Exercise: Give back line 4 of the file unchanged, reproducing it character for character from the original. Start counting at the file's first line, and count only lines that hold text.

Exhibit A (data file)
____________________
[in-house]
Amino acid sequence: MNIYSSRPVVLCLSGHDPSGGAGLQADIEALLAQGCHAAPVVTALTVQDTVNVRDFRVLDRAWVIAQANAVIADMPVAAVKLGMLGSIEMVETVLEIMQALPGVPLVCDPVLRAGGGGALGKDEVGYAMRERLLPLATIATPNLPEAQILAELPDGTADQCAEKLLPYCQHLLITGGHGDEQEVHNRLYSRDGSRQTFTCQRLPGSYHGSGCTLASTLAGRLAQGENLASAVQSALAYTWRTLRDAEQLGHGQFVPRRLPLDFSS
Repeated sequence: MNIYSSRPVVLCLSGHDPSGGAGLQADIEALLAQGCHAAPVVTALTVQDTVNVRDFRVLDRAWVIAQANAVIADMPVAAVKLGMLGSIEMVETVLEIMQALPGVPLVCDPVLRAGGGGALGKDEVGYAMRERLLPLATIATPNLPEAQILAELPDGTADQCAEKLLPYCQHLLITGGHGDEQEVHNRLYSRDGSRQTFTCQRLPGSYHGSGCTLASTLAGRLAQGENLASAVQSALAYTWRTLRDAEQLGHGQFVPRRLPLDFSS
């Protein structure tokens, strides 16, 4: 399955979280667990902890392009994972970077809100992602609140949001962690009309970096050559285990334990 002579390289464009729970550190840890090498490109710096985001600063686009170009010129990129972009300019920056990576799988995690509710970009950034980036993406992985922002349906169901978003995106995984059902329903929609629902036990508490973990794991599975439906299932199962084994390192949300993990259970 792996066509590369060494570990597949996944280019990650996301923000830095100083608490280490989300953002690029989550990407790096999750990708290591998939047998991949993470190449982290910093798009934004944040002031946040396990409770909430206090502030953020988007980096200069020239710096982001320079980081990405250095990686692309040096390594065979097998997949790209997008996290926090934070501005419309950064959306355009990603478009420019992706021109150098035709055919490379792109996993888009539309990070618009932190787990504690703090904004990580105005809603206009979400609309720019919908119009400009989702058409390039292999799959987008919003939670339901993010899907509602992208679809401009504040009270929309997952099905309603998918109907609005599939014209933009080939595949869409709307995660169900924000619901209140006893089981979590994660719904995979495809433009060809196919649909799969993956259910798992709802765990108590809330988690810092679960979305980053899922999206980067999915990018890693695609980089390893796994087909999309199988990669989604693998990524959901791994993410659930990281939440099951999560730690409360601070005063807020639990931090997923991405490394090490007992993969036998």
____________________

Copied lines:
């Protein structure tokens, strides 16, 4: 399955979280667990902890392009994972970077809100992602609140949001962690009309970096050559285990334990 002579390289464009729970550190840890090498490109710096985001600063686009170009010129990129972009300019920056990576799988995690509710970009950034980036993406992985922002349906169901978003995106995984059902329903929609629902036990508490973990794991599975439906299932199962084994390192949300993990259970 792996066509590369060494570990597949996944280019990650996301923000830095100083608490280490989300953002690029989550990407790096999750990708290591998939047998991949993470190449982290910093798009934004944040002031946040396990409770909430206090502030953020988007980096200069020239710096982001320079980081990405250095990686692309040096390594065979097998997949790209997008996290926090934070501005419309950064959306355009990603478009420019992706021109150098035709055919490379792109996993888009539309990070618009932190787990504690703090904004990580105005809603206009979400609309720019919908119009400009989702058409390039292999799959987008919003939670339901993010899907509602992208679809401009504040009270929309997952099905309603998918109907609005599939014209933009080939595949869409709307995660169900924000619901209140006893089981979590994660719904995979495809433009060809196919649909799969993956259910798992709802765990108590809330988690810092679960979305980053899922999206980067999915990018890693695609980089390893796994087909999309199988990669989604693998990524959901791994993410659930990281939440099951999560730690409360601070005063807020639990931090997923991405490394090490007992993969036998």